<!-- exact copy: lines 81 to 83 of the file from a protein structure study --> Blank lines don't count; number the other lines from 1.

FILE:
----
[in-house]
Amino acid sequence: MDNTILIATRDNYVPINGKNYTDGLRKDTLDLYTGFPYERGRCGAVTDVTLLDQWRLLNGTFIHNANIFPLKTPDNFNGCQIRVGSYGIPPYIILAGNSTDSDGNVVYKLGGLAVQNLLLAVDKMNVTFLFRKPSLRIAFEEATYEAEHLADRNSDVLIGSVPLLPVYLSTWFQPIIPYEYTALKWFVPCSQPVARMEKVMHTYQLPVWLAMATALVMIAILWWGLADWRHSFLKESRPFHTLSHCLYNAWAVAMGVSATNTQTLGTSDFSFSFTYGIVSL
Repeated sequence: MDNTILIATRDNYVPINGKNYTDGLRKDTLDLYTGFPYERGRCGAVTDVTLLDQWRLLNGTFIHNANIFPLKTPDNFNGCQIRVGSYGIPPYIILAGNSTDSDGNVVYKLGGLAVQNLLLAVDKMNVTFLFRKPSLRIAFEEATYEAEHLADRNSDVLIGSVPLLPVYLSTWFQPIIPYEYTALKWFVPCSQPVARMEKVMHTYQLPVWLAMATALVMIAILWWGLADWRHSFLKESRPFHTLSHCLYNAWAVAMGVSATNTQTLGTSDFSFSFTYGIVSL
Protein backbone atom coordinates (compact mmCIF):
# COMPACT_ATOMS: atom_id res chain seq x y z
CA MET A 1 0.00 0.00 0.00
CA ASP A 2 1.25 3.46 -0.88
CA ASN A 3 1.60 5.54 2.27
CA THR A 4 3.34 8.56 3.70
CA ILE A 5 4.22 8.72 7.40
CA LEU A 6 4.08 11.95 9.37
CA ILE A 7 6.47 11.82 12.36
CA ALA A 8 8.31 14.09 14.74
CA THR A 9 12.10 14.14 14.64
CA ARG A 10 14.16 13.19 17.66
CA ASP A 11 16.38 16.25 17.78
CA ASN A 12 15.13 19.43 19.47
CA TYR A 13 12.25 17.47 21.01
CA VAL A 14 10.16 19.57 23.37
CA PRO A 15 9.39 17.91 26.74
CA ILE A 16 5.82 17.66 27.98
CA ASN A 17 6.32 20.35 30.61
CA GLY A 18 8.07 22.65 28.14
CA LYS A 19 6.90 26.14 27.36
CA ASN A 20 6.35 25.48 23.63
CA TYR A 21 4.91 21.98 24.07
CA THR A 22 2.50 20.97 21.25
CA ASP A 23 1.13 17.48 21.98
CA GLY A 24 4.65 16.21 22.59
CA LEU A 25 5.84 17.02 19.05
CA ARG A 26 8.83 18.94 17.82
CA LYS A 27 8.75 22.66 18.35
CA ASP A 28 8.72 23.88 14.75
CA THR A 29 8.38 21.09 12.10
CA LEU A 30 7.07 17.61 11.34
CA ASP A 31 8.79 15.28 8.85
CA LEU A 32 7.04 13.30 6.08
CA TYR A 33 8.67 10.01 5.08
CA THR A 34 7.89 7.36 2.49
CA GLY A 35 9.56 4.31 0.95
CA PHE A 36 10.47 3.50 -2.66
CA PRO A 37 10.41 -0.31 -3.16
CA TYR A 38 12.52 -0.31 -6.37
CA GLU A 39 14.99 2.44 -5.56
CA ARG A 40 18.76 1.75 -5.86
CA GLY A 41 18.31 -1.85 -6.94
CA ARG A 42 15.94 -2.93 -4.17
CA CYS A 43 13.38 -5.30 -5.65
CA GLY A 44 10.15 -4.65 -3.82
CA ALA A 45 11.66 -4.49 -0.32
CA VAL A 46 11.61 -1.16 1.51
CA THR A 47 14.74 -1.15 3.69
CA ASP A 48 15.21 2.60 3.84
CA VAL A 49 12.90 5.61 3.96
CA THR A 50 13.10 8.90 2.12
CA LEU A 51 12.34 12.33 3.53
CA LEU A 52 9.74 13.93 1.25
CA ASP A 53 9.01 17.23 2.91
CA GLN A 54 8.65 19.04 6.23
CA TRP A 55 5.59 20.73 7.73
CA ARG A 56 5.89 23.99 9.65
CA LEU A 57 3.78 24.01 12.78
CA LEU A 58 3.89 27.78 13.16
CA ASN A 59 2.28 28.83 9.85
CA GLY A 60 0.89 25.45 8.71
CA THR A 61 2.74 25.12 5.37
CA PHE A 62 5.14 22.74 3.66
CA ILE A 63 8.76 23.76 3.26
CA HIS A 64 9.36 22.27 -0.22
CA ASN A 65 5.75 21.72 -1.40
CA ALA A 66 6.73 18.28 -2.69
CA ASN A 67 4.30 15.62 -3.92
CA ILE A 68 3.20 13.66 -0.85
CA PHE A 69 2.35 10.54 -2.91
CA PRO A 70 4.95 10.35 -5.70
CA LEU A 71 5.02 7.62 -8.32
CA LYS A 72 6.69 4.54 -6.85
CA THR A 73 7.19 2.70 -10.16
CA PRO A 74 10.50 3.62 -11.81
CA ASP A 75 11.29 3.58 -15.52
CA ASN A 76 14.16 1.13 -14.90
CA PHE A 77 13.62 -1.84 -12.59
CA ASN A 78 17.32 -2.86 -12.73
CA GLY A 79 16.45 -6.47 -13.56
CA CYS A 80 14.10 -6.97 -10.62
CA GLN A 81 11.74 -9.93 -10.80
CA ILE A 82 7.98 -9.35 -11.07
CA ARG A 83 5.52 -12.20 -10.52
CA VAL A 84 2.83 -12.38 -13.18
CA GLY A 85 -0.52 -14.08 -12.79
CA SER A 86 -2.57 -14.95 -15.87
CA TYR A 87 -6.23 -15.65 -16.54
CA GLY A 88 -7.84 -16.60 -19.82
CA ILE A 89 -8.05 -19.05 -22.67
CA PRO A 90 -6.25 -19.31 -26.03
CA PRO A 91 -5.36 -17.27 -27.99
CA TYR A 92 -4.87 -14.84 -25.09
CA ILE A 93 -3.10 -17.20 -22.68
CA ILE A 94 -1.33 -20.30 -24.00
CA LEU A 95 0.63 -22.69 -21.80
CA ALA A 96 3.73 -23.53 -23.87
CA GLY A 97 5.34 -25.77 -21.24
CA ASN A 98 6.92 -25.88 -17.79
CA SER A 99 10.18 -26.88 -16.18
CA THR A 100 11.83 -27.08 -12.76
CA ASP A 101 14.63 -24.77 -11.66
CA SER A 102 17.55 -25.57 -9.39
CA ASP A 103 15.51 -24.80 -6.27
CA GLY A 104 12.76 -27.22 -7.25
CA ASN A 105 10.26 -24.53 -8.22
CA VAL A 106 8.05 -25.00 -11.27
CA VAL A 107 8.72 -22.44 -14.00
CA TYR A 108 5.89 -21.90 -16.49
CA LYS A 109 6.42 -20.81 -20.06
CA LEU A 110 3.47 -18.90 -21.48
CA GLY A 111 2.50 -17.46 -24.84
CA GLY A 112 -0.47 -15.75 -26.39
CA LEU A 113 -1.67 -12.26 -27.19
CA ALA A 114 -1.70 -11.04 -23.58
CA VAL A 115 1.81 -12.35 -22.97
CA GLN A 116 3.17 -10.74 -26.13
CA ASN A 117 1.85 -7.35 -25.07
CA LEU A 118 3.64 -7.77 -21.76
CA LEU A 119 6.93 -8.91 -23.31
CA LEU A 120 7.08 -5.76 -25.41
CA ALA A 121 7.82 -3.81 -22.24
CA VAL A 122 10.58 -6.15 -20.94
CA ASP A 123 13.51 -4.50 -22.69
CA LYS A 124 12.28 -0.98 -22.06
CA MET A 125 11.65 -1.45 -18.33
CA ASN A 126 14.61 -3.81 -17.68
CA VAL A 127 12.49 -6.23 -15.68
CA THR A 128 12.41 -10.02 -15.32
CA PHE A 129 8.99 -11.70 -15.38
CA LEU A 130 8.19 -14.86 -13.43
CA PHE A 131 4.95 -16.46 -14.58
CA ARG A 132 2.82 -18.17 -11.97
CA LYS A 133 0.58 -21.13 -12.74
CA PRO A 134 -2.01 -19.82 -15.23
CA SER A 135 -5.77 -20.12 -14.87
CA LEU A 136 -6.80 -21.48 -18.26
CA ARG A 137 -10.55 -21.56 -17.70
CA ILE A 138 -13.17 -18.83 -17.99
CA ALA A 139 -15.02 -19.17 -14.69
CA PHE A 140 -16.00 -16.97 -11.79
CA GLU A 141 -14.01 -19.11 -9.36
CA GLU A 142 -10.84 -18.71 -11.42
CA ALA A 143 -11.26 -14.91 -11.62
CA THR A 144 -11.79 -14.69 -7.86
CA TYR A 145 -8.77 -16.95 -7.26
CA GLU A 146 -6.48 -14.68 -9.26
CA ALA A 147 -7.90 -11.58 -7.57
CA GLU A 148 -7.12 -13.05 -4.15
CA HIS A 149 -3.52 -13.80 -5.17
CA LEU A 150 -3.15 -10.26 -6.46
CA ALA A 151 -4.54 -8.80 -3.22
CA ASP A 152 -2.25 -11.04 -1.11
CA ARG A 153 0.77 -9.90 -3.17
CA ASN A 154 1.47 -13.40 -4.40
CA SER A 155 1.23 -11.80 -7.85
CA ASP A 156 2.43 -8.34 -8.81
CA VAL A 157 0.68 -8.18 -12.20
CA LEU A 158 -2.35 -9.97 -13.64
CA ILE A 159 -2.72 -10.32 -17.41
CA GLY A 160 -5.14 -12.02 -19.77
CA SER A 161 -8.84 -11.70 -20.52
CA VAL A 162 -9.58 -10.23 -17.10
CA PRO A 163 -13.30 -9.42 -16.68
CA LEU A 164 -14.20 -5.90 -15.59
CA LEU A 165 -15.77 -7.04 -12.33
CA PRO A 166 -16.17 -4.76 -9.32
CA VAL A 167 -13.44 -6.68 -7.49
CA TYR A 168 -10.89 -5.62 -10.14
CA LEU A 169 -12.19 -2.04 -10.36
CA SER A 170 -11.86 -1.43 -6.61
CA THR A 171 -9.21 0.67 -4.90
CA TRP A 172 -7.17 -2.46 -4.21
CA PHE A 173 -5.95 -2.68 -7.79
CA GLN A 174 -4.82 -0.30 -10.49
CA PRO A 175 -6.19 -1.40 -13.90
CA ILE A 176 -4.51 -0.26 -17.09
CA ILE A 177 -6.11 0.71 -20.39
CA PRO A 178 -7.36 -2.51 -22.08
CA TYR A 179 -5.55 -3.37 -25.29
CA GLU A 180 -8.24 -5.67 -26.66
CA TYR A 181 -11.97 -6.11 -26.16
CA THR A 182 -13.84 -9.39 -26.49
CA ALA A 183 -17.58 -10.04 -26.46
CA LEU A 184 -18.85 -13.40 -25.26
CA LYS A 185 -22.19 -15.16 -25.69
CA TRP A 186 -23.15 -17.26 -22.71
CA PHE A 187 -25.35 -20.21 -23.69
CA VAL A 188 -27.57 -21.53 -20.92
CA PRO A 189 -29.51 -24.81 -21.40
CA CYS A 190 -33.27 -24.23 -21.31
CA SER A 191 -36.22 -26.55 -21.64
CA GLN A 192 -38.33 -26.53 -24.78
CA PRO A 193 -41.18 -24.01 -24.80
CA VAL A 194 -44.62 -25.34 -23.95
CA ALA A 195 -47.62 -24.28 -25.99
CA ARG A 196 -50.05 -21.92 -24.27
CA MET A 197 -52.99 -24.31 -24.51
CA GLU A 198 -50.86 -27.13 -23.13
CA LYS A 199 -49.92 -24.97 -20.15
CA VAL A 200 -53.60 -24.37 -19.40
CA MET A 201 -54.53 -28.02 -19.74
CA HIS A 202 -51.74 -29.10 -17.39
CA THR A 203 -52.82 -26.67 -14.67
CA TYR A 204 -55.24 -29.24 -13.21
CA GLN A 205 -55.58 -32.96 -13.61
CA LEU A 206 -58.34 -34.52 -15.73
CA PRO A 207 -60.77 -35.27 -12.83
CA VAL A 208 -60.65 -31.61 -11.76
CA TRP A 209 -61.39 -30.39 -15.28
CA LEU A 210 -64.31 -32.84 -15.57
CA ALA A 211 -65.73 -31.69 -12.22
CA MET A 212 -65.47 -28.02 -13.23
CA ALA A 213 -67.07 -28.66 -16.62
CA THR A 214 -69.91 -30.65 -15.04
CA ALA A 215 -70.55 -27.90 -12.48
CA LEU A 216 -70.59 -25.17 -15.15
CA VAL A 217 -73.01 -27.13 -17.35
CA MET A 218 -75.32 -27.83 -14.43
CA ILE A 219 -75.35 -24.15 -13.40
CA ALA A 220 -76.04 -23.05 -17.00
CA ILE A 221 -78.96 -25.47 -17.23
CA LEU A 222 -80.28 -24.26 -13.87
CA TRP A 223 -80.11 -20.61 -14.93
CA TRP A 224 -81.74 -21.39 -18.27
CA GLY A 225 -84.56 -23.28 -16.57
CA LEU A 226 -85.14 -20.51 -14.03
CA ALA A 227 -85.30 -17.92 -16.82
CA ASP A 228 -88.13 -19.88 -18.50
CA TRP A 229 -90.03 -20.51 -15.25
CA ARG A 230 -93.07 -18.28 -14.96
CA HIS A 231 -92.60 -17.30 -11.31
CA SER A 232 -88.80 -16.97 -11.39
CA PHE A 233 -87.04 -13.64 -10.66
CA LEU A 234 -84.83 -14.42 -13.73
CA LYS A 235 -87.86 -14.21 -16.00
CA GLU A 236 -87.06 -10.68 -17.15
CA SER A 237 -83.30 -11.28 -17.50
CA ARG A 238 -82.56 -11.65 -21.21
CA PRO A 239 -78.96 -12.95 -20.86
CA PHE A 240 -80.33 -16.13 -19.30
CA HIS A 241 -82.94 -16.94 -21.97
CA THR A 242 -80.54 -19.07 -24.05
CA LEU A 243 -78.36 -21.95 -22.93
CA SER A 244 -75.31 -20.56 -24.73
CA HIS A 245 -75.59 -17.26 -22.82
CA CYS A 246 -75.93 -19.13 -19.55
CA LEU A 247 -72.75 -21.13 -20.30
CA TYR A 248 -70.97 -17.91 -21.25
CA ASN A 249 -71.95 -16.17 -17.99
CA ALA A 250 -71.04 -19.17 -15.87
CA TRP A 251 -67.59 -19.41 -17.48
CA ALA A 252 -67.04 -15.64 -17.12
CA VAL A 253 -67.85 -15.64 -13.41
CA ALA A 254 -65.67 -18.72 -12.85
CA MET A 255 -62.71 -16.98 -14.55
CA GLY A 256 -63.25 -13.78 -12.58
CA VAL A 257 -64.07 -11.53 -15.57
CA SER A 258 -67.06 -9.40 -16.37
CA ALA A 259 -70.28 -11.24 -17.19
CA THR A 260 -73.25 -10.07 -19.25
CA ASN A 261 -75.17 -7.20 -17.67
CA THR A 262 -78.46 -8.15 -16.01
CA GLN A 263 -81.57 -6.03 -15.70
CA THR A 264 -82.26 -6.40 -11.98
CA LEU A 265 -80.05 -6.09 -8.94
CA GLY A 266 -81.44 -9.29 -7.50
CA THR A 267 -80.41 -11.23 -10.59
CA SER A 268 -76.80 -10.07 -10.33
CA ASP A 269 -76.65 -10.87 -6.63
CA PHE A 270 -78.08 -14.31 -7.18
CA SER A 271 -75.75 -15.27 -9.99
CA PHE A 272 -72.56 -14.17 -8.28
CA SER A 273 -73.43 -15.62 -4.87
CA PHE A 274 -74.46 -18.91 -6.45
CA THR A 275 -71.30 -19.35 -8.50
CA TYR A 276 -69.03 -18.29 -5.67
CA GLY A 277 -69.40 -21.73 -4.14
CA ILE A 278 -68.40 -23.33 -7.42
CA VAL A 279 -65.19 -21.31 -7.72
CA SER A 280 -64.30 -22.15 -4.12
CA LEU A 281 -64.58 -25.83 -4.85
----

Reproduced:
CA ASN A 76 14.16 1.13 -14.90
CA PHE A 77 13.62 -1.84 -12.59
CA ASN A 78 17.32 -2.86 -12.73